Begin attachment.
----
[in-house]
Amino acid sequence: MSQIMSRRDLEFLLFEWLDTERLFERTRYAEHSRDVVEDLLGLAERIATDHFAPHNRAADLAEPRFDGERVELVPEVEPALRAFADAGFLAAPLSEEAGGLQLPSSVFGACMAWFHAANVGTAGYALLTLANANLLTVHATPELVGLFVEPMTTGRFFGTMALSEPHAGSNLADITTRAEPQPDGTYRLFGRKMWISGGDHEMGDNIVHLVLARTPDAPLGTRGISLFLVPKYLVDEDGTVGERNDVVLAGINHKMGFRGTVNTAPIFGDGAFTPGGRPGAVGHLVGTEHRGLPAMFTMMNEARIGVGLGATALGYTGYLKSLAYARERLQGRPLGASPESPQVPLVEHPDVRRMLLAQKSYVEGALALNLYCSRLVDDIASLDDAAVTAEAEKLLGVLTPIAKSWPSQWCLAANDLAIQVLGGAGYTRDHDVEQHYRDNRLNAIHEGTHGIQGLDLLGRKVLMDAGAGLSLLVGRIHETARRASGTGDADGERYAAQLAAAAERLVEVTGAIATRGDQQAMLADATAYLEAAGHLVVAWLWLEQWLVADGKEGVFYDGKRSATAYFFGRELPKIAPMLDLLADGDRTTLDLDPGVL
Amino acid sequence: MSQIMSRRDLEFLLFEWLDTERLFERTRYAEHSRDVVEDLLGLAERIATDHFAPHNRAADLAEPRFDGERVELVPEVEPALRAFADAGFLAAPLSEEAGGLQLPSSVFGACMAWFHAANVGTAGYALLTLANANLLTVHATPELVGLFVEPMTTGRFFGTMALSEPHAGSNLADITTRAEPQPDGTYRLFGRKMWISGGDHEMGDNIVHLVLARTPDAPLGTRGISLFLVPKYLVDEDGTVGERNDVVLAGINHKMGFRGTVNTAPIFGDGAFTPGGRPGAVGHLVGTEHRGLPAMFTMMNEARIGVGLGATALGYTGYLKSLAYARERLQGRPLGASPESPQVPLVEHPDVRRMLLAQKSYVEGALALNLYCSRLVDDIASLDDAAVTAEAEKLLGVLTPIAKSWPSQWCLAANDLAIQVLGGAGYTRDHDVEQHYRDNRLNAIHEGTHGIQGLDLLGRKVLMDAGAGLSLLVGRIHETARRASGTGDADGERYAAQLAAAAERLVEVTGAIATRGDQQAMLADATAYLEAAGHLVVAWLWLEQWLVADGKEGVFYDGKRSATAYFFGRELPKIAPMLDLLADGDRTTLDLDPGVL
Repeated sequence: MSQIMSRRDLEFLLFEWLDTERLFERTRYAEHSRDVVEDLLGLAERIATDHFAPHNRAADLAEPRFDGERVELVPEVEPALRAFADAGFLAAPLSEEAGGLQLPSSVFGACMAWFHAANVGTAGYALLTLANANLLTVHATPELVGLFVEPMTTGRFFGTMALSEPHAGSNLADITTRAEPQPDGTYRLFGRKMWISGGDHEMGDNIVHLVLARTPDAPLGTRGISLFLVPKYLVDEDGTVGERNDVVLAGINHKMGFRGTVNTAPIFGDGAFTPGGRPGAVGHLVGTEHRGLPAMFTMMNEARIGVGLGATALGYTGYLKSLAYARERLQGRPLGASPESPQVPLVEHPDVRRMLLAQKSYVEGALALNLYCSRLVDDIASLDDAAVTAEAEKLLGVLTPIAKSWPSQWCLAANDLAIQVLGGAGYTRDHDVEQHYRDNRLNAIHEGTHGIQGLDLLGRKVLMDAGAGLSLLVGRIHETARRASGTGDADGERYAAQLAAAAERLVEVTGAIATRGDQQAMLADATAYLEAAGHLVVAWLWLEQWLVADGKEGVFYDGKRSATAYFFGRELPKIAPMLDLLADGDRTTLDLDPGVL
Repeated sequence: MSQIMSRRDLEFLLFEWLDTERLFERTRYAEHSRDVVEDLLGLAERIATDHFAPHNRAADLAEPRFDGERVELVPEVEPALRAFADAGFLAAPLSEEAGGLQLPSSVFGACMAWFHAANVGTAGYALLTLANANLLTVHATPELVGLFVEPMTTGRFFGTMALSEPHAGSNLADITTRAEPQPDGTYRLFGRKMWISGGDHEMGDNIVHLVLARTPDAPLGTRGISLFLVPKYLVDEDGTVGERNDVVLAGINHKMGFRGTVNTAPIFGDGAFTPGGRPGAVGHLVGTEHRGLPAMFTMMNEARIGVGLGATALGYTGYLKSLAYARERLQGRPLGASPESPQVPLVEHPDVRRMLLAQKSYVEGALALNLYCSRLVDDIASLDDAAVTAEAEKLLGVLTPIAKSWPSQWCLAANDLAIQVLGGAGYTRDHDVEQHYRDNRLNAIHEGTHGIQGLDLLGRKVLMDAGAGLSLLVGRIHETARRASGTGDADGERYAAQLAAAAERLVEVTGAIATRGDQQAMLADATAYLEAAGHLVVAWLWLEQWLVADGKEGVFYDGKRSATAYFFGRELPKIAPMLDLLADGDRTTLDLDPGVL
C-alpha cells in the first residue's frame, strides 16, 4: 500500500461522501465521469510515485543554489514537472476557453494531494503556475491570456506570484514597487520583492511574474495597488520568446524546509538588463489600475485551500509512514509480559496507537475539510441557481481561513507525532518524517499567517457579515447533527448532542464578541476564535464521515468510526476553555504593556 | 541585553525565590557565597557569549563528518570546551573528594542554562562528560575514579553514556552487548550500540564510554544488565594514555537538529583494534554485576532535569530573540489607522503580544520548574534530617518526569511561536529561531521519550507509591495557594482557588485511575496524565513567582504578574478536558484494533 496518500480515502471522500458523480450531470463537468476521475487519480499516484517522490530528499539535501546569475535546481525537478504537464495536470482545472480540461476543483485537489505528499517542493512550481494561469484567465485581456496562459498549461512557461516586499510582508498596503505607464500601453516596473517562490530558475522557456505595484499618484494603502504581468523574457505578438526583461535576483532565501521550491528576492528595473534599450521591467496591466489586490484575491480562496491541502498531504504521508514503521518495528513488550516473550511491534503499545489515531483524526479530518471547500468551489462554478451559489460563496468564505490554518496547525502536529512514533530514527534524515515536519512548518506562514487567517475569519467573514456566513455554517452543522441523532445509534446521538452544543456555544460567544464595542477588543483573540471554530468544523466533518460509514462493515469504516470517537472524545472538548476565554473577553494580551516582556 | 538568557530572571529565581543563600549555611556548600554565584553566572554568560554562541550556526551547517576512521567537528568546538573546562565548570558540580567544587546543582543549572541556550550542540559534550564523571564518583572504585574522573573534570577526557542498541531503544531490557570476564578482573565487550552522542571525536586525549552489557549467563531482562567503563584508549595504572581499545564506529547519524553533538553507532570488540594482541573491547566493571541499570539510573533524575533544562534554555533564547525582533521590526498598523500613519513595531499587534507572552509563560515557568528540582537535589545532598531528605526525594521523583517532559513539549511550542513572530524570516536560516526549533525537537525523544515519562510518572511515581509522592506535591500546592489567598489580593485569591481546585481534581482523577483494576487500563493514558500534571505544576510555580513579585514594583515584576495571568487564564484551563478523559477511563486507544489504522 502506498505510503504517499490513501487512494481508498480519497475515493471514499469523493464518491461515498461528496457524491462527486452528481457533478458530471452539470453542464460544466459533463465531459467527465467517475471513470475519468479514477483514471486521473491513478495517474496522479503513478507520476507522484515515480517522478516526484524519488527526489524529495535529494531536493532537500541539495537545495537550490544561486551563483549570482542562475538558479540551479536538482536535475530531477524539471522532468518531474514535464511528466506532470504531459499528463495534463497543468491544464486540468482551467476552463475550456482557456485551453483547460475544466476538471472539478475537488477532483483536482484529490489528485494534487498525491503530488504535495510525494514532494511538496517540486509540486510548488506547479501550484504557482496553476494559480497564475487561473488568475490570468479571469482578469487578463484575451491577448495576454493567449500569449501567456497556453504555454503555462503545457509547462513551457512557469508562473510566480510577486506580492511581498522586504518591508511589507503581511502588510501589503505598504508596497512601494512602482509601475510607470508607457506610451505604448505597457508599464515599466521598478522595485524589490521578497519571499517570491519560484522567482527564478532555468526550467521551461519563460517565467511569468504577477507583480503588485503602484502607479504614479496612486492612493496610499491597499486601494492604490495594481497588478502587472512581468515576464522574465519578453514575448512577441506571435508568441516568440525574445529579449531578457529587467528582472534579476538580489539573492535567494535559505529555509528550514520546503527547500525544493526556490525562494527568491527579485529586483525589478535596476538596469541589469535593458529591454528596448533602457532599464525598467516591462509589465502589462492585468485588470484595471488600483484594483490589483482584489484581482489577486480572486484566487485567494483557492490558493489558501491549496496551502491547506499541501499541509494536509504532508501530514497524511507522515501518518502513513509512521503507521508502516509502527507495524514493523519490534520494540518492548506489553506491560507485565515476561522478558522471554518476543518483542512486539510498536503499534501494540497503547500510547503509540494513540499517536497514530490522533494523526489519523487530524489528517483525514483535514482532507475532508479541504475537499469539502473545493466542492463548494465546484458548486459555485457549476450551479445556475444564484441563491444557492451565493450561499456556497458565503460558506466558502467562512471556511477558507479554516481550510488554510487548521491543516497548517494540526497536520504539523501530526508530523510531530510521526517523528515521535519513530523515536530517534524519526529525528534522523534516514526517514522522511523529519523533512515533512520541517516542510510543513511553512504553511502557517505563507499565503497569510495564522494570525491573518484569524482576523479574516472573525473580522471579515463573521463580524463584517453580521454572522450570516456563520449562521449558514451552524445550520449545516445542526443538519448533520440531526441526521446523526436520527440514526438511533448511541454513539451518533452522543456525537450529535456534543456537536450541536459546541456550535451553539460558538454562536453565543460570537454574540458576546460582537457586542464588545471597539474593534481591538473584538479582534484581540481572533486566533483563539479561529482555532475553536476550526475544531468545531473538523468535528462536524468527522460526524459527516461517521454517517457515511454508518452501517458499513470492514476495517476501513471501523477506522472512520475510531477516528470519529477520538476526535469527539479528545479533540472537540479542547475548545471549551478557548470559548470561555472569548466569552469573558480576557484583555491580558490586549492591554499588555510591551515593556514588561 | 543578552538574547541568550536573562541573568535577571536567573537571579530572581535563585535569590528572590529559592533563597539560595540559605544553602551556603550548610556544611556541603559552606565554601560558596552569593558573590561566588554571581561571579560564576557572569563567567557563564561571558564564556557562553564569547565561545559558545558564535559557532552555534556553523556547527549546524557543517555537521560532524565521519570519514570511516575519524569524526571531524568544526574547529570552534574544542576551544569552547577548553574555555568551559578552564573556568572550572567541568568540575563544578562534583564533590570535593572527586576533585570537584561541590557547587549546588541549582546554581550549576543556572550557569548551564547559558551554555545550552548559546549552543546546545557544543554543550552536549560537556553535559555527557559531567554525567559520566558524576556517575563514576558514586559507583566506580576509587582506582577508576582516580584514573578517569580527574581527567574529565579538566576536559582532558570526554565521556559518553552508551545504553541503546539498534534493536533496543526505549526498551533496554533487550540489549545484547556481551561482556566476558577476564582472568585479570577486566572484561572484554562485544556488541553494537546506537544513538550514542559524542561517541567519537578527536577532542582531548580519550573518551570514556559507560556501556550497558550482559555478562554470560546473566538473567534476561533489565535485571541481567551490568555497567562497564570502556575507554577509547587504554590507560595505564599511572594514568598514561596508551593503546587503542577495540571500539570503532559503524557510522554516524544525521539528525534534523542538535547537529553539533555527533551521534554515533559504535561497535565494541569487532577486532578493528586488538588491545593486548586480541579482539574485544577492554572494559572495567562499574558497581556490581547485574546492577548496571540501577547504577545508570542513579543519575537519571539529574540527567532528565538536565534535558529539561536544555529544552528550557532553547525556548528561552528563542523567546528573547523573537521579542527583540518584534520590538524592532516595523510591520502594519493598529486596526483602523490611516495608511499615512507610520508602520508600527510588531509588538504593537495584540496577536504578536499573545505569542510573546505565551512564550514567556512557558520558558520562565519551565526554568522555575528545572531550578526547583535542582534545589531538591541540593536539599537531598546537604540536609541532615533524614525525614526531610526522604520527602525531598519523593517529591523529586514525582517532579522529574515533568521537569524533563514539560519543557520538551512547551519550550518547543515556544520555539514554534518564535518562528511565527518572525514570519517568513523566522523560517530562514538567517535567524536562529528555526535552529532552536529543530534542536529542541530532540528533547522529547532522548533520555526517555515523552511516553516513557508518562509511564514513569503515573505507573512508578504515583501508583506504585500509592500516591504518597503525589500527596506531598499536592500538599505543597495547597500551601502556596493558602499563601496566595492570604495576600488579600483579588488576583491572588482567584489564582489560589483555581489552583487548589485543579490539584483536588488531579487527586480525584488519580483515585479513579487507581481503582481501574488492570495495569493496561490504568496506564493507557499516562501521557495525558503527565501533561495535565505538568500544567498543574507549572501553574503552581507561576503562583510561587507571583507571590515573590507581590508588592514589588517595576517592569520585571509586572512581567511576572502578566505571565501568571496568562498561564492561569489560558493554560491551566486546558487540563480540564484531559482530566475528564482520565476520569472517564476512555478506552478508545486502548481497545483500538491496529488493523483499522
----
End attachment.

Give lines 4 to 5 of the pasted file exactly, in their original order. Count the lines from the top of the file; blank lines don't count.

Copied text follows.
Repeated sequence: MSQIMSRRDLEFLLFEWLDTERLFERTRYAEHSRDVVEDLLGLAERIATDHFAPHNRAADLAEPRFDGERVELVPEVEPALRAFADAGFLAAPLSEEAGGLQLPSSVFGACMAWFHAANVGTAGYALLTLANANLLTVHATPELVGLFVEPMTTGRFFGTMALSEPHAGSNLADITTRAEPQPDGTYRLFGRKMWISGGDHEMGDNIVHLVLARTPDAPLGTRGISLFLVPKYLVDEDGTVGERNDVVLAGINHKMGFRGTVNTAPIFGDGAFTPGGRPGAVGHLVGTEHRGLPAMFTMMNEARIGVGLGATALGYTGYLKSLAYARERLQGRPLGASPESPQVPLVEHPDVRRMLLAQKSYVEGALALNLYCSRLVDDIASLDDAAVTAEAEKLLGVLTPIAKSWPSQWCLAANDLAIQVLGGAGYTRDHDVEQHYRDNRLNAIHEGTHGIQGLDLLGRKVLMDAGAGLSLLVGRIHETARRASGTGDADGERYAAQLAAAAERLVEVTGAIATRGDQQAMLADATAYLEAAGHLVVAWLWLEQWLVADGKEGVFYDGKRSATAYFFGRELPKIAPMLDLLADGDRTTLDLDPGVL
Repeated sequence: MSQIMSRRDLEFLLFEWLDTERLFERTRYAEHSRDVVEDLLGLAERIATDHFAPHNRAADLAEPRFDGERVELVPEVEPALRAFADAGFLAAPLSEEAGGLQLPSSVFGACMAWFHAANVGTAGYALLTLANANLLTVHATPELVGLFVEPMTTGRFFGTMALSEPHAGSNLADITTRAEPQPDGTYRLFGRKMWISGGDHEMGDNIVHLVLARTPDAPLGTRGISLFLVPKYLVDEDGTVGERNDVVLAGINHKMGFRGTVNTAPIFGDGAFTPGGRPGAVGHLVGTEHRGLPAMFTMMNEARIGVGLGATALGYTGYLKSLAYARERLQGRPLGASPESPQVPLVEHPDVRRMLLAQKSYVEGALALNLYCSRLVDDIASLDDAAVTAEAEKLLGVLTPIAKSWPSQWCLAANDLAIQVLGGAGYTRDHDVEQHYRDNRLNAIHEGTHGIQGLDLLGRKVLMDAGAGLSLLVGRIHETARRASGTGDADGERYAAQLAAAAERLVEVTGAIATRGDQQAMLADATAYLEAAGHLVVAWLWLEQWLVADGKEGVFYDGKRSATAYFFGRELPKIAPMLDLLADGDRTTLDLDPGVL